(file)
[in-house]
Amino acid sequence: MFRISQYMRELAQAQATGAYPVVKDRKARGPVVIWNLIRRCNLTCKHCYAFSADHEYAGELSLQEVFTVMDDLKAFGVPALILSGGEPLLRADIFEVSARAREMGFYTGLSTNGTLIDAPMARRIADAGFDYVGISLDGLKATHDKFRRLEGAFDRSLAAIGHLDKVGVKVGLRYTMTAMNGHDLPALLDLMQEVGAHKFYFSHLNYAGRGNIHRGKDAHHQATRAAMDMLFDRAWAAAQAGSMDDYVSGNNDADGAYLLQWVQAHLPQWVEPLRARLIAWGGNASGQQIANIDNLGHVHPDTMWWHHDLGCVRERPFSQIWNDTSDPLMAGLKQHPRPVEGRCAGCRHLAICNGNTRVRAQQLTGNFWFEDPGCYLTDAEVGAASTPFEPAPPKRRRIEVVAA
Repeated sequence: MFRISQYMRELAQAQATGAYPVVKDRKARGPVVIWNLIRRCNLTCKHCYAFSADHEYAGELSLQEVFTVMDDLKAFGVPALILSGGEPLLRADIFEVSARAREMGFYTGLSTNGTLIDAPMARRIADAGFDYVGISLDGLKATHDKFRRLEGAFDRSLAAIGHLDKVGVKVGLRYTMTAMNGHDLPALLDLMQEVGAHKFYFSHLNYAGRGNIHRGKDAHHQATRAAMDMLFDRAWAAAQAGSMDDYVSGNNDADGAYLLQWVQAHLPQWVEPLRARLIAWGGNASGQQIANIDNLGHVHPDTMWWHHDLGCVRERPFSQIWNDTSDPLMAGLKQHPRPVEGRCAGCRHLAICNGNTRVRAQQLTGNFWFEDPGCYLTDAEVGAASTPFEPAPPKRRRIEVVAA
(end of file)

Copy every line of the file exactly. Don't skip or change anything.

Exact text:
[in-house]
Amino acid sequence: MFRISQYMRELAQAQATGAYPVVKDRKARGPVVIWNLIRRCNLTCKHCYAFSADHEYAGELSLQEVFTVMDDLKAFGVPALILSGGEPLLRADIFEVSARAREMGFYTGLSTNGTLIDAPMARRIADAGFDYVGISLDGLKATHDKFRRLEGAFDRSLAAIGHLDKVGVKVGLRYTMTAMNGHDLPALLDLMQEVGAHKFYFSHLNYAGRGNIHRGKDAHHQATRAAMDMLFDRAWAAAQAGSMDDYVSGNNDADGAYLLQWVQAHLPQWVEPLRARLIAWGGNASGQQIANIDNLGHVHPDTMWWHHDLGCVRERPFSQIWNDTSDPLMAGLKQHPRPVEGRCAGCRHLAICNGNTRVRAQQLTGNFWFEDPGCYLTDAEVGAASTPFEPAPPKRRRIEVVAA
Repeated sequence: MFRISQYMRELAQAQATGAYPVVKDRKARGPVVIWNLIRRCNLTCKHCYAFSADHEYAGELSLQEVFTVMDDLKAFGVPALILSGGEPLLRADIFEVSARAREMGFYTGLSTNGTLIDAPMARRIADAGFDYVGISLDGLKATHDKFRRLEGAFDRSLAAIGHLDKVGVKVGLRYTMTAMNGHDLPALLDLMQEVGAHKFYFSHLNYAGRGNIHRGKDAHHQATRAAMDMLFDRAWAAAQAGSMDDYVSGNNDADGAYLLQWVQAHLPQWVEPLRARLIAWGGNASGQQIANIDNLGHVHPDTMWWHHDLGCVRERPFSQIWNDTSDPLMAGLKQHPRPVEGRCAGCRHLAICNGNTRVRAQQLTGNFWFEDPGCYLTDAEVGAASTPFEPAPPKRRRIEVVAA